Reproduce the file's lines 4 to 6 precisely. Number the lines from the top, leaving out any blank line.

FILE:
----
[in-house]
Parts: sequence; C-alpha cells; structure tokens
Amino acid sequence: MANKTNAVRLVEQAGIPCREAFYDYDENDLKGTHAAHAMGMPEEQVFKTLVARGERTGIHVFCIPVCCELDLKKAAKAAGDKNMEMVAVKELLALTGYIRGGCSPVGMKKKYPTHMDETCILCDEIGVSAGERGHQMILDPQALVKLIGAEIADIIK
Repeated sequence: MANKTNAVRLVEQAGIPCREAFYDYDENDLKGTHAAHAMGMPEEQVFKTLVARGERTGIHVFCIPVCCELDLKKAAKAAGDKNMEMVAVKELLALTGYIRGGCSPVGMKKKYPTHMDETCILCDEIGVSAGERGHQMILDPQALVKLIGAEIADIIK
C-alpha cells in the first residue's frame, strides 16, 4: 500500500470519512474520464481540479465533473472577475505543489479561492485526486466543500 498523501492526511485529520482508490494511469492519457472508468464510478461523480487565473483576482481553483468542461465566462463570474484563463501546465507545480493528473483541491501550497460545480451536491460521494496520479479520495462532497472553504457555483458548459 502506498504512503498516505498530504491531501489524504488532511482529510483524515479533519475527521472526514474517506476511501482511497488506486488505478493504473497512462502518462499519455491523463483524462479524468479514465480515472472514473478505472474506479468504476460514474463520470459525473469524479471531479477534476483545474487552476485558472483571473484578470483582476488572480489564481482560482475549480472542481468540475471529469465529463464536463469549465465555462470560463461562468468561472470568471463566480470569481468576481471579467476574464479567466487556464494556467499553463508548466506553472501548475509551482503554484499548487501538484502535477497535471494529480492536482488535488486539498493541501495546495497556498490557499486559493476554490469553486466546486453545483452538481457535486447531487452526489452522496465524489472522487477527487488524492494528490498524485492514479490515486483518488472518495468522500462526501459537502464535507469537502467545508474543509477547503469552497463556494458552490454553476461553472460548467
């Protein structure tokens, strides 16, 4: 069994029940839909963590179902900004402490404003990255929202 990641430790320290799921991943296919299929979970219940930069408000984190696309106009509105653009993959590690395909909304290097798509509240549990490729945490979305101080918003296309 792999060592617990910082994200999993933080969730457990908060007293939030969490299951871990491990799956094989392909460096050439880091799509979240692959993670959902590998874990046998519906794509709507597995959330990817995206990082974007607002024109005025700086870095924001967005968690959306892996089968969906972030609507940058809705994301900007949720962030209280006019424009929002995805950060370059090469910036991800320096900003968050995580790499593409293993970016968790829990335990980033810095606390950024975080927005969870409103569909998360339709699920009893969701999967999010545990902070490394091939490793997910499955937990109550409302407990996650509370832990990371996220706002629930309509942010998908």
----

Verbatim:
Repeated sequence: MANKTNAVRLVEQAGIPCREAFYDYDENDLKGTHAAHAMGMPEEQVFKTLVARGERTGIHVFCIPVCCELDLKKAAKAAGDKNMEMVAVKELLALTGYIRGGCSPVGMKKKYPTHMDETCILCDEIGVSAGERGHQMILDPQALVKLIGAEIADIIK
C-alpha cells in the first residue's frame, strides 16, 4: 500500500470519512474520464481540479465533473472577475505543489479561492485526486466543500 498523501492526511485529520482508490494511469492519457472508468464510478461523480487565473483576482481553483468542461465566462463570474484563463501546465507545480493528473483541491501550497460545480451536491460521494496520479479520495462532497472553504457555483458548459 502506498504512503498516505498530504491531501489524504488532511482529510483524515479533519475527521472526514474517506476511501482511497488506486488505478493504473497512462502518462499519455491523463483524462479524468479514465480515472472514473478505472474506479468504476460514474463520470459525473469524479471531479477534476483545474487552476485558472483571473484578470483582476488572480489564481482560482475549480472542481468540475471529469465529463464536463469549465465555462470560463461562468468561472470568471463566480470569481468576481471579467476574464479567466487556464494556467499553463508548466506553472501548475509551482503554484499548487501538484502535477497535471494529480492536482488535488486539498493541501495546495497556498490557499486559493476554490469553486466546486453545483452538481457535486447531487452526489452522496465524489472522487477527487488524492494528490498524485492514479490515486483518488472518495468522500462526501459537502464535507469537502467545508474543509477547503469552497463556494458552490454553476461553472460548467
């Protein structure tokens, strides 16, 4: 069994029940839909963590179902900004402490404003990255929202 990641430790320290799921991943296919299929979970219940930069408000984190696309106009509105653009993959590690395909909304290097798509509240549990490729945490979305101080918003296309 792999060592617990910082994200999993933080969730457990908060007293939030969490299951871990491990799956094989392909460096050439880091799509979240692959993670959902590998874990046998519906794509709507597995959330990817995206990082974007607002024109005025700086870095924001967005968690959306892996089968969906972030609507940058809705994301900007949720962030209280006019424009929002995805950060370059090469910036991800320096900003968050995580790499593409293993970016968790829990335990980033810095606390950024975080927005969870409103569909998360339709699920009893969701999967999010545990902070490394091939490793997910499955937990109550409302407990996650509370832990990371996220706002629930309509942010998908």